George Chalmers (artist)

From Wikipedia, the free encyclopedia
Jump to: navigation, search
For the 19th century Scottish painter, see George Paul Chalmers.
Edward Cornwallis by Sir George Chalmers (1755)

Sir George Chalmers, Bart., a native of Edinburgh and a pupil of Allan Ramsay, exhibited portraits at the Royal Academy from 1776 to 1790.

Chalmers, born in Edinburgh, studied in London under Allan Ramsay, son of Allan Ramsay the poet, and later under masters in Italy. His family lost their estates owing to sympathy with the Jacobite cause. He practiced his profession as an artist first in Hull, and afterwards in London, with frequent travels to the Continent. In 1755 he painted at Minorca Edward Cornwallis and the distinguished General William Blakeney, then commanding at Minorca.[1]

He died in London in 1791. He was buried in Old St. Pancras Churchyard on 15 November 1791 next to his wife Dame Isabella Chalmers who had died in 1784.[2] His grave was lost and is not listed on Baroness Burdett Coutts memorial within the churchyard to important graves lost.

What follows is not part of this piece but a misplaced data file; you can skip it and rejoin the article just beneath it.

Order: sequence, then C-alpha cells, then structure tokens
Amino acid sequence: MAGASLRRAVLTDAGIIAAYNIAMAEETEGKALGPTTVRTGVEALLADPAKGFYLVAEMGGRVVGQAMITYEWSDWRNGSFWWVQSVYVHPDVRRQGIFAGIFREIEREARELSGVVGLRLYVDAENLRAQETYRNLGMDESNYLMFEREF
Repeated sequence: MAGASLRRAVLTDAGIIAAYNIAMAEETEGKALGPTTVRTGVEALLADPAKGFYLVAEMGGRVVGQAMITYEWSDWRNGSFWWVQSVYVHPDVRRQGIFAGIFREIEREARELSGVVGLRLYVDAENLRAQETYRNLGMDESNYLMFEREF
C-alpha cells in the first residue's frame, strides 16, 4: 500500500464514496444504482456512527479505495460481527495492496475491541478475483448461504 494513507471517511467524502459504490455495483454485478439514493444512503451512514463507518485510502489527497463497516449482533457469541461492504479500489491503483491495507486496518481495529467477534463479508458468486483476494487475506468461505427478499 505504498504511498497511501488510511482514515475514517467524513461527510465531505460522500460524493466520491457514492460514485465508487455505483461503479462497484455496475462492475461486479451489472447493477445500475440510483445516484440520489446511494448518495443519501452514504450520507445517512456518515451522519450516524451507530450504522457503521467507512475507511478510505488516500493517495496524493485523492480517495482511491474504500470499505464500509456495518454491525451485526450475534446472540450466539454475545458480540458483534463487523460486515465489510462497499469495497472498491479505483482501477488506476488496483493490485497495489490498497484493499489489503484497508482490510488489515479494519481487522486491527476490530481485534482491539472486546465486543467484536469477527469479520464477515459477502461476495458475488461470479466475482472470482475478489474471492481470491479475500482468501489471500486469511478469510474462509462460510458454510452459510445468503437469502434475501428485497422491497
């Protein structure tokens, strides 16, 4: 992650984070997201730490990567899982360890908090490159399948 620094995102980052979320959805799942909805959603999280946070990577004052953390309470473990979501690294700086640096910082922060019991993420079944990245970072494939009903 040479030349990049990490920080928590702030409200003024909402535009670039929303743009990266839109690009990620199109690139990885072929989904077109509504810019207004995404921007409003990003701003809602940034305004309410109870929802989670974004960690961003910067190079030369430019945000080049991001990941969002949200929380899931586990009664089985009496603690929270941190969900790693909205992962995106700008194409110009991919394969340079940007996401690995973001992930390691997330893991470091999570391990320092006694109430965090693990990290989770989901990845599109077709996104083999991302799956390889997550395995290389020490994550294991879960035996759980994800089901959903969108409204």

1. ^ Edward Cornwallis Portrait - Chalmers
  2. ^ The Environs of London: Pancras (1795)

This article incorporates text from the article "CHALMERS, George" in Bryan's Dictionary of Painters and Engravers by Michael Bryan, edited by Robert Edmund Graves and Sir Walter Armstrong, an 1886–1889 publication now in the public domain.